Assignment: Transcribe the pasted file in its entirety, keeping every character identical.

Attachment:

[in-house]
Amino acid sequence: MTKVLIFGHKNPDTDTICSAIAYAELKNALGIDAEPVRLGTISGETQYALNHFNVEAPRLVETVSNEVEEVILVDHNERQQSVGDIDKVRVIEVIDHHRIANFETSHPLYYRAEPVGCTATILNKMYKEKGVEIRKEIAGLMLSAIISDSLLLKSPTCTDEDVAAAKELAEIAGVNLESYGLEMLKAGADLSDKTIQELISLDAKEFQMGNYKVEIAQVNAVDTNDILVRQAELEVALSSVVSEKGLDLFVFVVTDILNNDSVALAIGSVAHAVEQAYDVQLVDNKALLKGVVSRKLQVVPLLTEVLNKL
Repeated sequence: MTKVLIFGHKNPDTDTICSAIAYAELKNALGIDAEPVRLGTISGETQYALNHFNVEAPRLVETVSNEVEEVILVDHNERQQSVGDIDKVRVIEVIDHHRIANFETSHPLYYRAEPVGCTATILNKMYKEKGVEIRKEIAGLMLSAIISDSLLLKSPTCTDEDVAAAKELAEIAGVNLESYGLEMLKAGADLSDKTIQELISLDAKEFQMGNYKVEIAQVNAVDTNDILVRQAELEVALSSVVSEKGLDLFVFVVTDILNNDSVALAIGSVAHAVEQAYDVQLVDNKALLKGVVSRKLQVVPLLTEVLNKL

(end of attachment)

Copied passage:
[in-house]
Amino acid sequence: MTKVLIFGHKNPDTDTICSAIAYAELKNALGIDAEPVRLGTISGETQYALNHFNVEAPRLVETVSNEVEEVILVDHNERQQSVGDIDKVRVIEVIDHHRIANFETSHPLYYRAEPVGCTATILNKMYKEKGVEIRKEIAGLMLSAIISDSLLLKSPTCTDEDVAAAKELAEIAGVNLESYGLEMLKAGADLSDKTIQELISLDAKEFQMGNYKVEIAQVNAVDTNDILVRQAELEVALSSVVSEKGLDLFVFVVTDILNNDSVALAIGSVAHAVEQAYDVQLVDNKALLKGVVSRKLQVVPLLTEVLNKL
Repeated sequence: MTKVLIFGHKNPDTDTICSAIAYAELKNALGIDAEPVRLGTISGETQYALNHFNVEAPRLVETVSNEVEEVILVDHNERQQSVGDIDKVRVIEVIDHHRIANFETSHPLYYRAEPVGCTATILNKMYKEKGVEIRKEIAGLMLSAIISDSLLLKSPTCTDEDVAAAKELAEIAGVNLESYGLEMLKAGADLSDKTIQELISLDAKEFQMGNYKVEIAQVNAVDTNDILVRQAELEVALSSVVSEKGLDLFVFVVTDILNNDSVALAIGSVAHAVEQAYDVQLVDNKALLKGVVSRKLQVVPLLTEVLNKL